Background: Young female subjects are known to have the highest baseline menstrual hormone levels of any female age group. Studies have found an association between hormone levels and wound healing. This has been researched in the orthopedic, gynecologic, and dermatologic literature, and more recently, in young patients undergoing augmentation mammaplasty. The purpose of this study was to determine whether the timing of surgery relative to the menstrual cycle plays a role in surgical complications following bilateral reduction mammaplasty. Methods: All female patients aged 25 years or younger with a documented last menstrual cycle undergoing a bilateral reduction mammaplasty from 2005 to 2013 were reviewed. Surgical timing and postoperative complications relative to the last menstrual cycle were recorded. The preovulatory phase referred to days 1 to 14 after the patient's last menstrual cycle, whereas the postovulatory phase referred to days 15 to 28. Results: Forty-nine patients met inclusion criteria. Undergoing bilateral reduction mammaplasty during the postovulatory phase was associated with development of wound dehiscence and hypertrophic scarring (p <0.005), which were the most common postoperative complications. Surgery in the preovulatory or postovulatory phase did not affect hematoma, seroma, wound infection, or nipple-areolar complex necrosis rates (p > 0.05). Age, race/ethnicity, body mass index, large resection mass, and medical comorbidities did not affect wound dehiscence or scar hypertrophy rates (p > 0.05). Conclusions: Young patients undergoing bilateral reduction mammaplasty during the postovulatory phase of the menstrual cycle have an increased risk of wound healing issues and poor scarring. This may be attributable to hormonal fluxes occurring during this phase and the already high hormone levels in this population.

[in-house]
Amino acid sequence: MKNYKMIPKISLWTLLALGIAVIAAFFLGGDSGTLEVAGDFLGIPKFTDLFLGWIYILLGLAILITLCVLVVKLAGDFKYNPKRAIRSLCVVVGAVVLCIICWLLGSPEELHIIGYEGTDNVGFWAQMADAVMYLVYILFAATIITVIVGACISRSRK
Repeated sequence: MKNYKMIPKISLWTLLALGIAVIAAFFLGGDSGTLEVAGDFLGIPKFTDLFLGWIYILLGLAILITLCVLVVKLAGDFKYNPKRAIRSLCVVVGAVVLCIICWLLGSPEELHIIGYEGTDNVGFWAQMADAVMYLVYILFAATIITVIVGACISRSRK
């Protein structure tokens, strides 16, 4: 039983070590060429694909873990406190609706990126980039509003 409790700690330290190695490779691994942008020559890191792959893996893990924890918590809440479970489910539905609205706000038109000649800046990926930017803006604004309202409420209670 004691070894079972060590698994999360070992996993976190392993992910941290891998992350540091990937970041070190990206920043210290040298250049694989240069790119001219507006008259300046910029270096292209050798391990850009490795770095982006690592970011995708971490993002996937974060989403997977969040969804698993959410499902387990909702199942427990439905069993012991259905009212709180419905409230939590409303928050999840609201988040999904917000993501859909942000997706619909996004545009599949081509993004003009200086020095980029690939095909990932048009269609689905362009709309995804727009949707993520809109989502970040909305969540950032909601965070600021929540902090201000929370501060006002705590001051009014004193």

|Original language||English (US)|
|Number of pages||5|
|Journal||Plastic and Reconstructive Surgery|
|State||Published - Feb 1 2016|
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